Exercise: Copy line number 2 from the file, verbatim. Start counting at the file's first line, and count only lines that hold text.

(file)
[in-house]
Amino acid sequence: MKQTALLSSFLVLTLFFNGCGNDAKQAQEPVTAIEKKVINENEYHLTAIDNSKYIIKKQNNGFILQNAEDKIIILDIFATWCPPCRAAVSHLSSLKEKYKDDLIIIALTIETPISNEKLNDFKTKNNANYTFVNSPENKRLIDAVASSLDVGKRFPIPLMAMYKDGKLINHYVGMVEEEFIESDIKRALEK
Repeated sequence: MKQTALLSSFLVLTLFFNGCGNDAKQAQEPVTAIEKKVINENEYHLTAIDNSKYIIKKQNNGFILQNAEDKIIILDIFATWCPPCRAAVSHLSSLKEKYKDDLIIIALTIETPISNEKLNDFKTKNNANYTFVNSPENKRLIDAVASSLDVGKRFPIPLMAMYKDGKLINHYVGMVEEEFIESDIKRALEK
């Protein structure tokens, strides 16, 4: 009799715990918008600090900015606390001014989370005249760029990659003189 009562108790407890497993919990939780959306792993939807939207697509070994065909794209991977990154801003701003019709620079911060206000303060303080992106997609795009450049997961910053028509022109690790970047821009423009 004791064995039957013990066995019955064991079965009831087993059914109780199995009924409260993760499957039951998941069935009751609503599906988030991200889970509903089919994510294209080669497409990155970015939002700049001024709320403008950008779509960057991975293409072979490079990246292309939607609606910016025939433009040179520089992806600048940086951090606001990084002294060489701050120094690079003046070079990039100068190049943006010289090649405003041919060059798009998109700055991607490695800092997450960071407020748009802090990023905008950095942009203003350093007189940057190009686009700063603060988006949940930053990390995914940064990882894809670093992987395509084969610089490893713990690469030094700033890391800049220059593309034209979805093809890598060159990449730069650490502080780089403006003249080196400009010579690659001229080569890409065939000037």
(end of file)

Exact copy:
Amino acid sequence: MKQTALLSSFLVLTLFFNGCGNDAKQAQEPVTAIEKKVINENEYHLTAIDNSKYIIKKQNNGFILQNAEDKIIILDIFATWCPPCRAAVSHLSSLKEKYKDDLIIIALTIETPISNEKLNDFKTKNNANYTFVNSPENKRLIDAVASSLDVGKRFPIPLMAMYKDGKLINHYVGMVEEEFIESDIKRALEK